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Black Panther's Ryan Coogler Could Tell Something Was Wrong With Chadwick Boseman Weeks Before His Death

Director Ryan Coogler's 2022 superhero outing "Black Panther: Wakanda Forever" offers an exciting return to the world of Wakanda from his original 2018 film "Black Panther," but it notably does so without the aid of the first movie's leading man — Chadwick Boseman. While the sequel's original screenplay was heavily focused on Boseman's T'Challa, the actor tragically died at the age of 43 in 2020 following a long-term battle with colon cancer (via The Associated Press).

The news of Boseman's death caught both the actor's fans and colleagues by surprise. Though he had been dealing with his diagnosis since 2016, Boseman had barely let anyone know about what was happening to him until the very end of his life (via The Hollywood Reporter). Even Marvel Studios' top executive Kevin Feige was blindsided by the information, only learning of Boseman's struggle with cancer on the day of his death (via The Independent). However, one individual who did pick up on the idea that something was amiss with the movie star weeks before his death is none other than Coogler himself.

Coogler's last phone call with Boseman tipped him off

In the first episode of "Wakanda Forever: The Official Black Panther Podcast," Ryan Coogler spoke about his experience with Chadwick Boseman's death. The director revealed he began to suspect that something was wrong with the actor weeks before his passing.

According to Coogler, he had been trying to reach Boseman via phone to no avail after he completed the original "Black Panther: Wakanda Forever" script. After several days of radio silence, Boseman finally gave the creative a call back to talk about the film. "I could tell he was tired," Coogler began.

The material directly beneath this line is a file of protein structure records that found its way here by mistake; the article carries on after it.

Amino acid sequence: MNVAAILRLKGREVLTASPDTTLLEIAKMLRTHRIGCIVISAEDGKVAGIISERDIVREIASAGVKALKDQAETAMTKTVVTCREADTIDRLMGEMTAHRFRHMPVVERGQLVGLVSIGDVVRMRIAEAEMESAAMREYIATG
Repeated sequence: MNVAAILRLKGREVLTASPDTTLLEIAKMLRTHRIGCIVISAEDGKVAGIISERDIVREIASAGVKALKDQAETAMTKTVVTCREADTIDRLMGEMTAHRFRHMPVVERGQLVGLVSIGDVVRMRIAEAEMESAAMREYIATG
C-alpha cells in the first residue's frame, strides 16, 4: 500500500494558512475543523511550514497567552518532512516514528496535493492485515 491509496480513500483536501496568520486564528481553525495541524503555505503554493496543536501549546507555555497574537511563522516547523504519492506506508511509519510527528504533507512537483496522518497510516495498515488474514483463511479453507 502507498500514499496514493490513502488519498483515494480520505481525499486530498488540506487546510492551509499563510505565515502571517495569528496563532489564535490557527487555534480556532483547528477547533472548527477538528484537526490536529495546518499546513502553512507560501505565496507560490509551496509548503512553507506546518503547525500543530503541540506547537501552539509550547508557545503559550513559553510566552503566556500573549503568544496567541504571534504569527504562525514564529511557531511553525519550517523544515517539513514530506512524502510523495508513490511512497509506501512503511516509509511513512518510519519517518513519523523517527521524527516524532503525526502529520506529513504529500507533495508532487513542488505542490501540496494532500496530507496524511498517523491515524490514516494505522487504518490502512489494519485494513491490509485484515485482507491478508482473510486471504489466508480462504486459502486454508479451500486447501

The director described the phone call, noting that he could tell Boseman was laying down. The actor was also with his wife Taylor Simone Ledward. "He kicked Simone out because he told her he didn't want her to hear nothing that could get him in trouble with his NDA," Coogler recounted. "She didn't want to leave him, so I could tell something was up."

While the pair spoke on various matters, including the birth of Coogler's first child and the public wedding ceremony Boseman and Ledward were planning, the star told the director that he felt it was better if he didn't read the "Black Panther" sequel's script. "He didn't want to get in the way of whatever notes the studio might have, so he was like, 'It's better if I read it later,'" Coogler said. "I found out later that he was too tired to read anything."

Boseman's death hit Coogler hard

Ryan Coogler's final conversation with Chadwick Boseman may have planted seeds of suspicion in the director's mind, but he was still caught off-guard by the news of the star's death several weeks later. During his intial interview in "Wakanda Forever: The Official Black Panther Podcast," Coogler recalled that his manager and agent called to inform him before the story broke publicly. "I didn't want to believe it, so I called Denzel [Washington] and I spoke with him," he said. "I was like, 'Yeah, maybe it's a rumor.' So I was texting Chad. You know, you go through that denial."

Boseman's death hit the director hard. In the wake of the tragedy, Coogler almost made a huge life-changing decision, nearly quitting the entertainment industry altogether. "I was at a point when I was like, 'I'm walking away from this business,'" the director told Entertainment Weekly. "I didn't know if I could make another movie period, [let alone] another Black Panther movie, because it hurt a lot. I was like, 'Man, how could I open myself up to feeling like this again?'"

Coogler ultimately decided to continue his creative pursuits, including "Black Panther: Wakanda Forever," which he shifted to center upon Wakanda mourning the death of Boseman's King T'Challa. "I was poring over a lot of our conversations that we had, towards what I realized was the end of his life," he said in the interview. "I decided that it made more sense to keep going."